Crime + Punishment 2018
Distributed by Good Docs
Produced by Stephen Maing, Ross Tuttle, and Eric Daniel Metzgar
Directed by Stephen Maing
Streaming, 112 mins
High School - General Adult
Criminal Justice; Sociology; Urban Studies
Date Entered: 11/14/2019Reviewed by Carolyn Klotzbach-Russell, Social Sciences Librarian and Government Information Librarian, University at Buffalo Libraries, State University of New York at Buffalo
Crime + Punishment is a poignant documentary that takes on the New York City Police Department (NYPD) and challenges a system that disproportionally targets black and Latino communities. Director Stephen Maing embeds himself into the personal lives of the officers, a private investigator, and several families in the Bronx and Brooklyn areas of New York City who risked their livelihoods in the name of justice. As a silent witness to these events, Maing creates a compelling film centered on the group known as the NYPD 12, who filed a class action lawsuit (settled in 2017) against the police after facing retaliation for refusing to meet arrest quotas.
Spanning several years from 2014 to 2017, Crime + Punishment provides a critical look at how NYPD officers in minority communities are encouraged to “jump to the arrest” in order meet quotas that have been illegal since 2010. Several black and Latino officers who attempt push back against this model face retaliation, including reassignment of their duties, slander, negative performance reviews, and withholding of promotion. One of the sharpest examples of this is Officer Edwin Raymond, who is continually passed over for promotion, despite receiving high marks on his sergeant exam. It is, as Edwin Raymond states, a “David versus Goliath” fight for all those who have spoken out, especially with the lawsuit looming over each of their careers and family lives. The film does an excellent job of highlighting the proof supporting officers’ claims. Several of the NYPD 12 are recorded receiving unwarranted reprimands and even mocking speeches from their superiors while on the job. This, combined with personal documentation from officers tracking the retaliatory actions, gives the additional evidence that one would expect of such a documentary.
Not only do officers face discrimination under these quotas, but the communities themselves are targeted by the NYPD, resulting in a five times greater arrest rate of minorities over whites. Although charges are often dropped, young minorities are still exposed to rough handling, lengthy summonses, and jail time. Most prominent of these stories is Pedro Hernandez, a 17-year-old arrested and sent to Rikers Island for attempted murder. Ex-NYPD and private investigator Manuel Gomez works with Hernandez’s mother to clear Hernandez of these charges, providing a personal illustration of how being targeted affects urban youths and their entire family. Throughout the documentary, Gomez helps not only the Hernandez family, but other community members in reporting unethical officer behavior and exposing falsified arrests.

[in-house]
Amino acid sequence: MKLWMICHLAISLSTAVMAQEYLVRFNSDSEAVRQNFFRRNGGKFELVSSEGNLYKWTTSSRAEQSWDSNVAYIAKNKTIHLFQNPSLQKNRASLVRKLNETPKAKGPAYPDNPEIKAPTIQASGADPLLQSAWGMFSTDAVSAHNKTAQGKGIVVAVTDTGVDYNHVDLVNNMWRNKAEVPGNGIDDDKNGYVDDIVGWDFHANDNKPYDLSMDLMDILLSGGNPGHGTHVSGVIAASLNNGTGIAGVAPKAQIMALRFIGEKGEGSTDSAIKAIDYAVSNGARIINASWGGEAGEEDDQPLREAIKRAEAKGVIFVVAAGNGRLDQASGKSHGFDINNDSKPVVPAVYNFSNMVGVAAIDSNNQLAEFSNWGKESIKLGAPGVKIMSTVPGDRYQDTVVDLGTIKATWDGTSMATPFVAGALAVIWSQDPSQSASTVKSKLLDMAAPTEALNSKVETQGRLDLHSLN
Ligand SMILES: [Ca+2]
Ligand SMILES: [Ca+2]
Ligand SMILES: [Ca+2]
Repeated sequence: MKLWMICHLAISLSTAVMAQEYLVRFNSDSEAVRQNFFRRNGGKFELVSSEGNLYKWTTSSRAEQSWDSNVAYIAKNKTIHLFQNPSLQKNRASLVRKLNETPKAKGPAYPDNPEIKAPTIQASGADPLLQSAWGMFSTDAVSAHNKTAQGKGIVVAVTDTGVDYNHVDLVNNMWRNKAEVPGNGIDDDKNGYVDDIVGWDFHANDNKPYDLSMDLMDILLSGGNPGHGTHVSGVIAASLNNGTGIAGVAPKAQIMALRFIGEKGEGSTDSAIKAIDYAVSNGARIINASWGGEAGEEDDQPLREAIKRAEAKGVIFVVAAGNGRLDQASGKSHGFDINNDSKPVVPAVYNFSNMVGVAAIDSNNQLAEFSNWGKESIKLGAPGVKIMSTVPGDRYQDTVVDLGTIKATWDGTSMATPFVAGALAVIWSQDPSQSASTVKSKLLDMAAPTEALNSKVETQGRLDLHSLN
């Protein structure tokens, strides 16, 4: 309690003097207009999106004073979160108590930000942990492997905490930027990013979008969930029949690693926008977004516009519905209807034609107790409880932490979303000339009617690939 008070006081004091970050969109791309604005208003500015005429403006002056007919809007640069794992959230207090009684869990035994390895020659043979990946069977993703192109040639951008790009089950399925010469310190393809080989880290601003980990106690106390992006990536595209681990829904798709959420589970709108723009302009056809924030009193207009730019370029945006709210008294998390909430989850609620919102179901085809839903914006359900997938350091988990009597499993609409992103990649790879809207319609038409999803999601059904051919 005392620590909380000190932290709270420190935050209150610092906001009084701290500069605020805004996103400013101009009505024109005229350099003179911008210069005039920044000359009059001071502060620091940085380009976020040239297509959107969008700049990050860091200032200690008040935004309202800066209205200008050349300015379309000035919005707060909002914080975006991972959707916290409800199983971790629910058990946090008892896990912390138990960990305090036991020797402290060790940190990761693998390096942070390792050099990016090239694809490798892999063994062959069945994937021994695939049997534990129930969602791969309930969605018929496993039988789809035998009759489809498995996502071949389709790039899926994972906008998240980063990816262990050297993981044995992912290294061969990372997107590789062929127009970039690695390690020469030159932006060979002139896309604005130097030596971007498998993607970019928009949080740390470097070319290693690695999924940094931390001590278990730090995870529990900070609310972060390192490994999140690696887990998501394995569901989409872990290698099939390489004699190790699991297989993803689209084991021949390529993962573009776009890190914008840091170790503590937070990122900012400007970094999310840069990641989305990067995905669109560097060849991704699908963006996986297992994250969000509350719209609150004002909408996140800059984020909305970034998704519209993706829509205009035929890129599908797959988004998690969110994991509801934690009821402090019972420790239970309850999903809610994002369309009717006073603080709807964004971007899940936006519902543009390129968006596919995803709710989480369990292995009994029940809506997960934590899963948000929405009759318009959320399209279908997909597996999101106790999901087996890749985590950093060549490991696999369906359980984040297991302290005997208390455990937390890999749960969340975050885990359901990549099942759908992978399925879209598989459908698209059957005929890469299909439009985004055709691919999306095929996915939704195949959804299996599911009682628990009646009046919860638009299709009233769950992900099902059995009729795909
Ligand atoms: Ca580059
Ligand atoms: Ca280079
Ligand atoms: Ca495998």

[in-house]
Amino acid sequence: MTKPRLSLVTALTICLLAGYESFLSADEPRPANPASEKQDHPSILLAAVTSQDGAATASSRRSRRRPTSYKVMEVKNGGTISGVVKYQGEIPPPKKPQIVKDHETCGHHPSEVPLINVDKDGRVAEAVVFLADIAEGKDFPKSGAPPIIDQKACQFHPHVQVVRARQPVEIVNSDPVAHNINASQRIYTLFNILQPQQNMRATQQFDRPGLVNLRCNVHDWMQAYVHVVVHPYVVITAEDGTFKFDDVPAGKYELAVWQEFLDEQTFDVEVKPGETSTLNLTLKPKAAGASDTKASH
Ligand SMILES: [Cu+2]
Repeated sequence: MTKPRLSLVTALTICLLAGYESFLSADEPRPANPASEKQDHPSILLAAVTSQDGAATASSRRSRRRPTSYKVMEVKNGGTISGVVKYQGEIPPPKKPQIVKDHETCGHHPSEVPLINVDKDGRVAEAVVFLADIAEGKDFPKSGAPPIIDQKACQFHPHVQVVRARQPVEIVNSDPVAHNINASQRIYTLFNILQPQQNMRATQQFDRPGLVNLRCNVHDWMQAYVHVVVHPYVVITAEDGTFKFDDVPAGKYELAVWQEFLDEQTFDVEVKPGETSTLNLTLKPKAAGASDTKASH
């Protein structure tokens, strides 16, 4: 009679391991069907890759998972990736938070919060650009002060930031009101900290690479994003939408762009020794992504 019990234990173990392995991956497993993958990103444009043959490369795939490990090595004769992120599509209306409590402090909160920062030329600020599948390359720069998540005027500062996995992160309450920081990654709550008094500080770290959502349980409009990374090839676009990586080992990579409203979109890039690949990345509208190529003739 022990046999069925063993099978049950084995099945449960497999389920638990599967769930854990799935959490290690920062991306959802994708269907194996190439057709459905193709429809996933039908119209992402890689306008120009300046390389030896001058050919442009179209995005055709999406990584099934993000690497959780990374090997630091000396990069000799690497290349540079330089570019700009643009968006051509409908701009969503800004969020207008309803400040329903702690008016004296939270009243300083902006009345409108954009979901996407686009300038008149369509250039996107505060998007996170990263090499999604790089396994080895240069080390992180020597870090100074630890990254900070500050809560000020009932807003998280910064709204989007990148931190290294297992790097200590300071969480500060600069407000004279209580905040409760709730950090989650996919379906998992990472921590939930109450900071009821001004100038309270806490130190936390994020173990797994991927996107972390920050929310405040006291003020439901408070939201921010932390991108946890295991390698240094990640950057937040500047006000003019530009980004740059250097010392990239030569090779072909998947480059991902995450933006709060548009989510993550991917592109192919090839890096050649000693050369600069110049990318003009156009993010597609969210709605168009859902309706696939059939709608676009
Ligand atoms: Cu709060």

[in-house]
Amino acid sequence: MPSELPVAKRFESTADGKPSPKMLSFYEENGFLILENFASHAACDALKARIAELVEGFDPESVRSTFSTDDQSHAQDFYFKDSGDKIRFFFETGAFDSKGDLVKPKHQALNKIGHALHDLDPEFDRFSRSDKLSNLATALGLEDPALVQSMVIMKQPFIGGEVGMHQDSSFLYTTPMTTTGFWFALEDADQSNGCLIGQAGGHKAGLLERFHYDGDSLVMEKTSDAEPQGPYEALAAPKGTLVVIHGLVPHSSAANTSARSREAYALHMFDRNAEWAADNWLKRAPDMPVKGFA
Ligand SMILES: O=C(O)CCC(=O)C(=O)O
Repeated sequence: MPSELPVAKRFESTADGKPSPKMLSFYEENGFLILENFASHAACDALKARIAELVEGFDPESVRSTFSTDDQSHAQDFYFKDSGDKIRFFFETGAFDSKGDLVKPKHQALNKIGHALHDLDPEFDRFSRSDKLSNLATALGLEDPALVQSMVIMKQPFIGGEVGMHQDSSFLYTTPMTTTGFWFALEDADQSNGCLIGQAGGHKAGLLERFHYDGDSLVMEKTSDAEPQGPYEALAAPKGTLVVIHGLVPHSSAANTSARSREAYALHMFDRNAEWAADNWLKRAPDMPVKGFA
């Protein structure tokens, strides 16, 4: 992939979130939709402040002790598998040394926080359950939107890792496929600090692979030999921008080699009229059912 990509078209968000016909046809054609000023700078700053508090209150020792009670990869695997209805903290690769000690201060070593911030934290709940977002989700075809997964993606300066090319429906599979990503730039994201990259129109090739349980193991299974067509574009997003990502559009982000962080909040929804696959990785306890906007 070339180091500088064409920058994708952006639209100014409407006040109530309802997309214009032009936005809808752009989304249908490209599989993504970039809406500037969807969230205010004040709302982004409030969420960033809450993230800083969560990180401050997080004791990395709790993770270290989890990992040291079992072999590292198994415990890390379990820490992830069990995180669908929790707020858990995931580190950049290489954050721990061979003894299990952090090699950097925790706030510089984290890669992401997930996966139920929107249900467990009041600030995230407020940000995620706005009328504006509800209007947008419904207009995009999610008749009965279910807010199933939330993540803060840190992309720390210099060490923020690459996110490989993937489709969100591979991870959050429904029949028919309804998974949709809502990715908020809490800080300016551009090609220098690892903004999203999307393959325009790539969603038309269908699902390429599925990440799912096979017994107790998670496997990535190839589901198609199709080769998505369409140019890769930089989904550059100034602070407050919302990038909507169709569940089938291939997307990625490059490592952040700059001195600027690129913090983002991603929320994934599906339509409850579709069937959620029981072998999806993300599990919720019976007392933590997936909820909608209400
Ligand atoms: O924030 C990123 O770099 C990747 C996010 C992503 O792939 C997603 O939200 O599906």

There are several public statements from the NYPD shown throughout the film, although they are never interviewed directly. Whether this a purposeful omission or because no one was willing to speak with Maing is not clear.
Given the several year timeframe and multi-story structure, the 2-hour length feels just right. With several intertwining stories and rough footage, it would be easy for the viewer to get lost, but the film does an excellent job of keeping the viewer on track with the use of text labels and transitions. Other than a brief opening, there is no narration by Maing, which allows the voices of the officers and families to remain prominent throughout the film. The use of hidden mics and interactions seen from hidden cameras captures raw, rarely seen moments between officers and their superiors. Viewers should recognize the divisive nature of the topic but also the potential for education and discussion. It is not surprising that this film has won numerous awards, including an Emmy for Outstanding Social Issue Documentary. Crime + Punishment is a powerful documentary that takes the viewer from an intimate cafe conversation to a Rikers’ cells. It is highly recommended for study in Criminal Justice, Sociology, and Urban Studies.
AwardsIndependent Film Festival of Boston 2018 Grand Jury Prize for Documentary Feature and Best Documentary; International Documentary Association 2018 Courage Under Fire Award; Mammoth Lakes Film Festival 2018 Audience Award for Best Documentary; Montclair Film Festival (MFF) 2018 Junior Jury Special Jury Prize; National Board of Review, USA 2018 NBR Award for Top Five Documentaries; News & Documentary Emmy Award 2019 for Outstanding Social Issue Documentary; Queen Palm International Film Festival 2019 Annual Grand Jury Prize; Sundance Film Festival 2018 Special Jury Prize for Social Impact Documentary; The Loft Film Fest 2018 Social Justice Award; Victoria TX Indie Film Fest 2018 Jury Prize for Best Documentary; Shortlisted for the 91st Academy Awards (2019) in Documentary feature category